If you connect a 12-volt battery to a 4-ohm lamp, 3 amps of current will flow through the circuit by Ohm’s Law, V=IR. Power = VI = 36 watts will be dissipated by the lamp. If you add a 2-ohm resistor in series with the lamp, the resistances add to 6 ohms, the current is 2 amps and the circuit thus dissipates 24 watts. The voltage across the resistor is 4 volts so it dissipates 8 watts and the lamp gets 8 volts and dissipates 16.

What if you had a gadget with a resistance of *negative* 2 ohms? Let’s replace the resistor with it and see what happens: total resistance 4-2=2 ohms, current 6 amps, voltage across the lamp 24 volts, voltage across the resistor **minus** 12 volts. The lamp is dissipating 144 watts, of which the battery at 12V*6A is only supplying 72 — the resistor is supplying, rather than dissipating, the other 72.

It’s fairly easy to create a circuit that exhibits negative resistance using op amps:

… but why would you want to?

After all, the energy from the op amp isn’t free; it draws its power from somewhere. But suppose you had a circuit element that had some source of energy, say, it was photovoltaic and sat in the sunlight. Then acting like a negative resistance might be a useful way to act in a circuit.

For example, a sheet of resistive material when considered as a 2-D shape has a very simple and regular resistive behavior: any square shape of it has the same resistance, no matter what size. (Resistivity of layers in VLSI is measured in “ohms per square”, for example, a parameter dependent on the material but not the size.) Essentially the wider the path, the lower the resistance, and the longer, the higher, so in any square, they cancel.

Now suppose you had nanofabricated modules, say 10 microns in diameter, dispersed as an emulsion in a fluid, which you then put in an ordinary paint sprayer and applied to the roof of your house. The incalculably complex network of nanomodule touching nanomodule across the house adds up to the nice even continuous sheet approximation and you just count squares from electrode to electrode.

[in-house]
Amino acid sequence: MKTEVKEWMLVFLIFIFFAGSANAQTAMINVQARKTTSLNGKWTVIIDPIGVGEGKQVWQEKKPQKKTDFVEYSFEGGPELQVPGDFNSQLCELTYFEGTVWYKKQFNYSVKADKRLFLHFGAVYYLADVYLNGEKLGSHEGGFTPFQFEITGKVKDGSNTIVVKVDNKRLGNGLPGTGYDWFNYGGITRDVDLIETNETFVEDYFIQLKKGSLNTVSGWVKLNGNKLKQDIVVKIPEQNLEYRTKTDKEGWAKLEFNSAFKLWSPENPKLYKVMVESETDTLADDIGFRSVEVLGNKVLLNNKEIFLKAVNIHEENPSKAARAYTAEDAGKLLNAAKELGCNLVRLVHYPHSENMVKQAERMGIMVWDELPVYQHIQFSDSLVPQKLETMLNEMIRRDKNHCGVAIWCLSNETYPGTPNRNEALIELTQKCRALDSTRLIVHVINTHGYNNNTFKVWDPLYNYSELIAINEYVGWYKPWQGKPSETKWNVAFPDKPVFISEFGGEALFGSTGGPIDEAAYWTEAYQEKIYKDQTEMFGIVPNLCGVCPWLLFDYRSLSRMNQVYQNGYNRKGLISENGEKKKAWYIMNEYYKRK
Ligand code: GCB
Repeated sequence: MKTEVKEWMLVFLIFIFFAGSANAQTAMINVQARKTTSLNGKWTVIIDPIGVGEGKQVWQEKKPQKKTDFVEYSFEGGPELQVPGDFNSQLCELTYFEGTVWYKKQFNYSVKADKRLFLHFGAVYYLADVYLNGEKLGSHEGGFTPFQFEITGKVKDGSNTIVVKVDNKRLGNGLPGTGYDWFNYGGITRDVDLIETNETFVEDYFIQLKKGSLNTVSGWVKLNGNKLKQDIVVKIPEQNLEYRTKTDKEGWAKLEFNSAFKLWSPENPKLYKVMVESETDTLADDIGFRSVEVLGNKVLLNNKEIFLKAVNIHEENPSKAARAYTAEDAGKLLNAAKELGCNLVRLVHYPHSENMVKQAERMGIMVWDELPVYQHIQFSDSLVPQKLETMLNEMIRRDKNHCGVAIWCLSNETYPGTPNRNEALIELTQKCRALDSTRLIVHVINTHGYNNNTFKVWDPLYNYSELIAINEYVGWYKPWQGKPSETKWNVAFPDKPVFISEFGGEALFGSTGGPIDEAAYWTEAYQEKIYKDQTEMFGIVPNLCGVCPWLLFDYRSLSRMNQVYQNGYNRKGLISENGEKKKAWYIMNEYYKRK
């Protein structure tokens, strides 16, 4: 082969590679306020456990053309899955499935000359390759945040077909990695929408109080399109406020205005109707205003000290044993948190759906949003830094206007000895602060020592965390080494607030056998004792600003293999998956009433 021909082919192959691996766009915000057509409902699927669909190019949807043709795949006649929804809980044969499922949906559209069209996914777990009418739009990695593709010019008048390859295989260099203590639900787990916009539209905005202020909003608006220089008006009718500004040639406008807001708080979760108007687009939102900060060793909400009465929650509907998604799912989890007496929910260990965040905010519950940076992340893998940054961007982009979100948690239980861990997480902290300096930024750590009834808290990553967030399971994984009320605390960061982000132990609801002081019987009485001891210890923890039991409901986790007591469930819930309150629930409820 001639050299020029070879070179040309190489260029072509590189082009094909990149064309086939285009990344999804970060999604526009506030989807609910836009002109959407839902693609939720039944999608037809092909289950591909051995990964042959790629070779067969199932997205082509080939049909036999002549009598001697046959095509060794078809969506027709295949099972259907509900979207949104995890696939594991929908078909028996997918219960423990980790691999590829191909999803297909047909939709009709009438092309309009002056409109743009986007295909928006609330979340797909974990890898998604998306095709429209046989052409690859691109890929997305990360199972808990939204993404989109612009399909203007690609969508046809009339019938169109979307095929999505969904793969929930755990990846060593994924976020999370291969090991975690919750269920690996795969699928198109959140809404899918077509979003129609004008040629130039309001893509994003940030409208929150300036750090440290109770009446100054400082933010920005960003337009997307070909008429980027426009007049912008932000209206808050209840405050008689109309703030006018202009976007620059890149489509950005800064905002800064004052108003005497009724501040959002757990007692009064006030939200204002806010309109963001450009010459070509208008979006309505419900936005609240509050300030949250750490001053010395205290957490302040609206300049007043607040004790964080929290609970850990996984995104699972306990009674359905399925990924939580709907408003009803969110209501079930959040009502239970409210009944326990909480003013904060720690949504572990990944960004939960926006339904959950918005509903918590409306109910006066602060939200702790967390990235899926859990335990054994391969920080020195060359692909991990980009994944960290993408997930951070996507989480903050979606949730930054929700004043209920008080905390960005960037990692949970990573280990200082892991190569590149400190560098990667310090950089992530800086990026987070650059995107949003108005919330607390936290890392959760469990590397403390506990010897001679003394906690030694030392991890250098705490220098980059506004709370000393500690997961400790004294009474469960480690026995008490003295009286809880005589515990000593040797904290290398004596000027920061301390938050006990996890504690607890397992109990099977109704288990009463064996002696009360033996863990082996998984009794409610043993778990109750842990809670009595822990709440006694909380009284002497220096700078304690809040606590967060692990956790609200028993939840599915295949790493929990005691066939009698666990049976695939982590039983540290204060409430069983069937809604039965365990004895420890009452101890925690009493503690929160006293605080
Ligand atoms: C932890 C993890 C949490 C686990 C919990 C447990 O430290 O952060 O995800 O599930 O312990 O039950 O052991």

Suppose your house load (all your appliances, in parallel) is 10 ohms and you’d like to match it with a -10 ohm solar sheet. Your roof is 20 feet wide and 40 feet long — 2 squares — so get -5-ohm-per-square paint and put electrodes at each end. If the hardware store only carries -20-ohm-per-square paint, put the electrodes along the sides so the squares are in parallel.

You can’t, however, put the roof in series with your house load as in the lamp example above. Consider what happens if the negative resistance just matches the load: 4 ohm lamp, -4 ohm resistor, total resistance 0, current at 12V infinity. (It’s trying to simulate a superconductor.) Woops!

What you do is what any sane electrician would have done in the first place, which is put the roof in parallel with the house load. Then if the resistances match exactly, the result is infinite rather than 0 resistance, and 0 rather than infinite current (to be drawn from the grid). Which is roughly how solar panels work anyway. (I’m pretending it’s DC, but the AC case is similar if a bit more, um, complex.)

Footnote: This only scratches the surface of solar paint. For example, loops of negative resistance would act to amplify magnetically induced eddy currents, wasting power. It would be an amplifying mirror for electromagnetic radiation. So in practice, you’d have to engineer and tune a whole range of electromagnetic properties at many frequencies.